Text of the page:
St.Vincent Hospital and the university will collaborate to host the fourth annual autism spectrum disorder conference.
1997 alumna Tangela Floyd, who now serves as the director of public relations for St. Vincent Indiana, said the conference hits close to home. Her 19-year-old son is on the autism spectrum and she said she wants to ensure every child has the resources necessary.
“We are targeting students, healthcare professionals and parents who have kids on the spectrum,” she said. “Anyone in the community who is interested or just wants to learn more is welcome.”
Floyd said education is vital to the Evansville community. She said St. Vincent’s wants to let people know that there are experts on autism right here in the city.
“It’s through our St. Vincent Center for Children, this is made to let people know they have the expertise right here in Evansville,” she said. “Medical advice and additional resources for autism are one of the main things we want to emphasize.”
Jessica Wood, interim chair of occupational therapy assistant program, who specializes in Sensory Processing Disorder (SPD), said that 6 percent of children have an SPD. She said she was surprised at how little people in Tri-state know about SPD, which can often accompany autism.
“There’s a lot of families who don’t know what (SPD) is in Evansville,” she said. “And it’s kind of surprising because all of the other states I have lived in knew about an occupational therapist.”
Sensory Processing Disorder affects the senses including hearing, touch, or taste. Like with many illnesses, the symptoms of SPD exist on a spectrum.
She said that she typically sees children between two and three years old.
“Coming back to Evansville, it was like they weren’t coming to therapy until they were school-aged and their teachers were like ‘hey either you do something or you get put on medication,’” Wood said.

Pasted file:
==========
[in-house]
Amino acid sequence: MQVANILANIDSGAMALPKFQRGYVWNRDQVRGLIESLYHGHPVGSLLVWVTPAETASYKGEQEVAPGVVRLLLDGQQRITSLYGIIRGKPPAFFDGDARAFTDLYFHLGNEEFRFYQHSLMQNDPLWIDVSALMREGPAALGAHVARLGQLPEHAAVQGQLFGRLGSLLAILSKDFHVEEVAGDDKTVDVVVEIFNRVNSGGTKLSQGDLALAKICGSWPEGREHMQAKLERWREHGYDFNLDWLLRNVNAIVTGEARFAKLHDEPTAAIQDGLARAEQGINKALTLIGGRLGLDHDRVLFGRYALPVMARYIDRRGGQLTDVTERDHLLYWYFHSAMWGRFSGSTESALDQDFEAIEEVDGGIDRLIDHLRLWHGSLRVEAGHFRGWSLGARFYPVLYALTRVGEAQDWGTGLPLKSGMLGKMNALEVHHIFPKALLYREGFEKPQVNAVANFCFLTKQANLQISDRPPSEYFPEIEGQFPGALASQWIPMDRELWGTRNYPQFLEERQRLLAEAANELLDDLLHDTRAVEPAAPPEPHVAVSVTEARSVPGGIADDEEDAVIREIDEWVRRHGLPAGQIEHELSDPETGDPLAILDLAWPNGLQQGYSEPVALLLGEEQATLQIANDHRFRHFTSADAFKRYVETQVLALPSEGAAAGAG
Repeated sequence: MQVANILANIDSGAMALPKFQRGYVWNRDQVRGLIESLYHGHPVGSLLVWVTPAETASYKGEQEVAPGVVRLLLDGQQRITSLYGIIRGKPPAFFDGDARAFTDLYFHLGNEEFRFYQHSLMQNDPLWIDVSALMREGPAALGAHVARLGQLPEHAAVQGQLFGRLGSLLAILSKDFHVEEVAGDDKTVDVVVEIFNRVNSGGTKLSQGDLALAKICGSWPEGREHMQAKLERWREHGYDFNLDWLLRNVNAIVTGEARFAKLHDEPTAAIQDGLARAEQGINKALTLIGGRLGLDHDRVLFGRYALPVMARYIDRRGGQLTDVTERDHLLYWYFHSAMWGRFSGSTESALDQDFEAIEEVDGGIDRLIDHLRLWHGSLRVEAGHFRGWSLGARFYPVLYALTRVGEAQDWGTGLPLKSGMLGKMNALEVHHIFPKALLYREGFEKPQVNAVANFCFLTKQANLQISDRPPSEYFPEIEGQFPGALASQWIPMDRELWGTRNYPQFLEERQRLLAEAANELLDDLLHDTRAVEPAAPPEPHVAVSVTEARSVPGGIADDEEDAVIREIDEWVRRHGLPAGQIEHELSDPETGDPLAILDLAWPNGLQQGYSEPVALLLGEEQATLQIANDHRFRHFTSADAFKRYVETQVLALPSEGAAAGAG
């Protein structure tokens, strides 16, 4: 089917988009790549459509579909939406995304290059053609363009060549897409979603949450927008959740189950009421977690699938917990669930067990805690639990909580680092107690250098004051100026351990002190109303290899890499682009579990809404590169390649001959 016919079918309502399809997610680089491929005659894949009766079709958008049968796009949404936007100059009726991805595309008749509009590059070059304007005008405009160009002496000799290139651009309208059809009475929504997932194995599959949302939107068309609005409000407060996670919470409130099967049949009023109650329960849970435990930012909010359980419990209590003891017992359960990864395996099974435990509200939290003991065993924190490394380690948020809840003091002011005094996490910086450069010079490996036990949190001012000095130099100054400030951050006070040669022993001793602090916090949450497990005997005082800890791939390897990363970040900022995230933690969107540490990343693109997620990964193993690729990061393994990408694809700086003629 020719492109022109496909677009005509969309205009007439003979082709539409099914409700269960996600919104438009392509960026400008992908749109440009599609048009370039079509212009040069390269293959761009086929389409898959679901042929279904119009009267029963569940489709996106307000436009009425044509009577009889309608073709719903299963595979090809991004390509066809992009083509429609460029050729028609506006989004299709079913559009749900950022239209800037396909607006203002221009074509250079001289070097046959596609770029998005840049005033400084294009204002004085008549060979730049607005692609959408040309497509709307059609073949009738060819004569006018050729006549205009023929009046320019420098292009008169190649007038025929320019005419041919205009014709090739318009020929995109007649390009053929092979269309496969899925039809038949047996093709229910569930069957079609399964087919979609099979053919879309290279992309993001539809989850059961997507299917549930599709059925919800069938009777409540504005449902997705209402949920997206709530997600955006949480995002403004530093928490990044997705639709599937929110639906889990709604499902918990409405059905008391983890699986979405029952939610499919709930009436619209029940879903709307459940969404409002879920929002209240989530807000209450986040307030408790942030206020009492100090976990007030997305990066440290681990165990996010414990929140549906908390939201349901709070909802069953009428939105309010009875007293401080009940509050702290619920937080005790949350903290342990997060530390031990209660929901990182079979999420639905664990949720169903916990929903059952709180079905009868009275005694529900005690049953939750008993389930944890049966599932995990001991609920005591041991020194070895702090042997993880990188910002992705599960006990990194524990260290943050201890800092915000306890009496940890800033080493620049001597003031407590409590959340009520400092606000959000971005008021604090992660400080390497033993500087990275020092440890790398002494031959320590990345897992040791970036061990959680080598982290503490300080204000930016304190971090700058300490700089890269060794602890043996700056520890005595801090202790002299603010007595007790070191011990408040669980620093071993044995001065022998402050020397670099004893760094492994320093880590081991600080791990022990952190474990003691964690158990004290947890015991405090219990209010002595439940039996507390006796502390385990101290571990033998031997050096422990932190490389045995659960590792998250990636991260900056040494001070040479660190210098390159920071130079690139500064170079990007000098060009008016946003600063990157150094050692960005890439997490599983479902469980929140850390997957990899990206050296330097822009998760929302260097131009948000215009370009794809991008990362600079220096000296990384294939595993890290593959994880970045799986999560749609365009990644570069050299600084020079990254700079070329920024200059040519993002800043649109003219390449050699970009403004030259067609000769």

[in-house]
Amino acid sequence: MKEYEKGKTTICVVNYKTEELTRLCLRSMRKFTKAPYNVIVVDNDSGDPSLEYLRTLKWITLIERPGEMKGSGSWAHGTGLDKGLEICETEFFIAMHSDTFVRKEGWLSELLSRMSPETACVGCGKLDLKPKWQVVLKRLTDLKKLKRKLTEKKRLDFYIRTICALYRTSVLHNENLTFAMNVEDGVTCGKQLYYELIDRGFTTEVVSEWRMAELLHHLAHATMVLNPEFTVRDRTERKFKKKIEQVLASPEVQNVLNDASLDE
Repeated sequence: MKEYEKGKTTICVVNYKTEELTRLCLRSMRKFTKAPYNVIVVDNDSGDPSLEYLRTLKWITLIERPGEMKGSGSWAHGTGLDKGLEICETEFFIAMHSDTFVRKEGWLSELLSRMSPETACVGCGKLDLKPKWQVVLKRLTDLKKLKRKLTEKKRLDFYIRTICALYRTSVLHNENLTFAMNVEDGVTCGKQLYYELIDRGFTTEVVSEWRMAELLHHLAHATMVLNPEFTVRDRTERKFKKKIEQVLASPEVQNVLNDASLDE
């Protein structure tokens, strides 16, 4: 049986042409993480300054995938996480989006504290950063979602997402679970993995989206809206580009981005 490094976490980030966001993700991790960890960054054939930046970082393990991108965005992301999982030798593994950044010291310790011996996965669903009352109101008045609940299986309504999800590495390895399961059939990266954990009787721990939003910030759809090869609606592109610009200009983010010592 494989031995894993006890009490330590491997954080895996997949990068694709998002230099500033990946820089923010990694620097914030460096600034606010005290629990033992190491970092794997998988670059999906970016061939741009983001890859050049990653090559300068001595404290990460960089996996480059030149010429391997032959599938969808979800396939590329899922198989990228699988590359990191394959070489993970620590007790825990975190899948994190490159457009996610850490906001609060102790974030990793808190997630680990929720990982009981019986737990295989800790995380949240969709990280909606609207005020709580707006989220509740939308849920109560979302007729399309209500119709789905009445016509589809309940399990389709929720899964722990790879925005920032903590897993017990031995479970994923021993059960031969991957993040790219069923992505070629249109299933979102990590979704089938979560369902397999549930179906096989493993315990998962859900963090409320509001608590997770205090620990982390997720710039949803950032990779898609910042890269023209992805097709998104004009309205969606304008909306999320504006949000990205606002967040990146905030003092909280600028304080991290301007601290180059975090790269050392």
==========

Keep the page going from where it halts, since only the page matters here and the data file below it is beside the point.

Wood runs a support group to help educate the general public.
“The first year of doing the support group, it was all educating,” she said, “I think it’s just people don’t understand and I really think the more I was educating families, the look in parents face was like ‘oh my God, I just didn’t know.’”
Wood’s current study is looking at the prevalence of SPD among young people. She said 20 percent of children are living with a sensory disorder that is affecting their life.
“When kids can’t describe what they are feeling, one or two things happen, it’s like the fight or flight response, they either close down or they fight and most boys with Sensory Processing Disorder are behavioral kids,” she said.
She said she is excited for this year’s conference because some of the structure has been changed.
“They changed it this year so there is a professional track and parent track,” she said. “Because I think no one is going to be a better advocate for their kid than a parent. Once you become a parent, people don’t get your kid like you get your kid, I think it’s important for parents to go.”
Wood plans to sit on the parent panel and wants to encourage parents that even if you change something small it can create vast difference for children.
“My intention is to help parents know that first, it’s okay if you don’t know all the answers,” she said. “But kudos to you for being an advocate for your kid and wanting to know more.”
She said she is looking forward to providing her educational expertise and help parents and children where she sees fit.
“I want to rally around how we can do this better,” she said. “A lot of people with (SPD) also have accompanying autism and it makes it hard for them to function in society.”
If you go:
The conference will take place Oct. 26 from 8 a.m. to 4 p.m. at the Evansville DoubleTree by Hilton, 601 Walnut St., Evansville, IN 47708.
The ASD conference will provide education through a series of expert speaker sessions, personal testimony and a panel discussion.
The following topics will be explored:
Creative and innovative ways to use a child’s perseverations to achieve success
The struggles and possibilities of living with autism
The importance of the 10 unwritten social rules for those on the spectrum
Teaching Self-Control to Children with Autism Spectrum Disorder.
The cost is $20 per person and $95 per person for professionals seeking CEUs. Breakfast and lunch will be provided for attendees.Parking fees will be waived for event attendees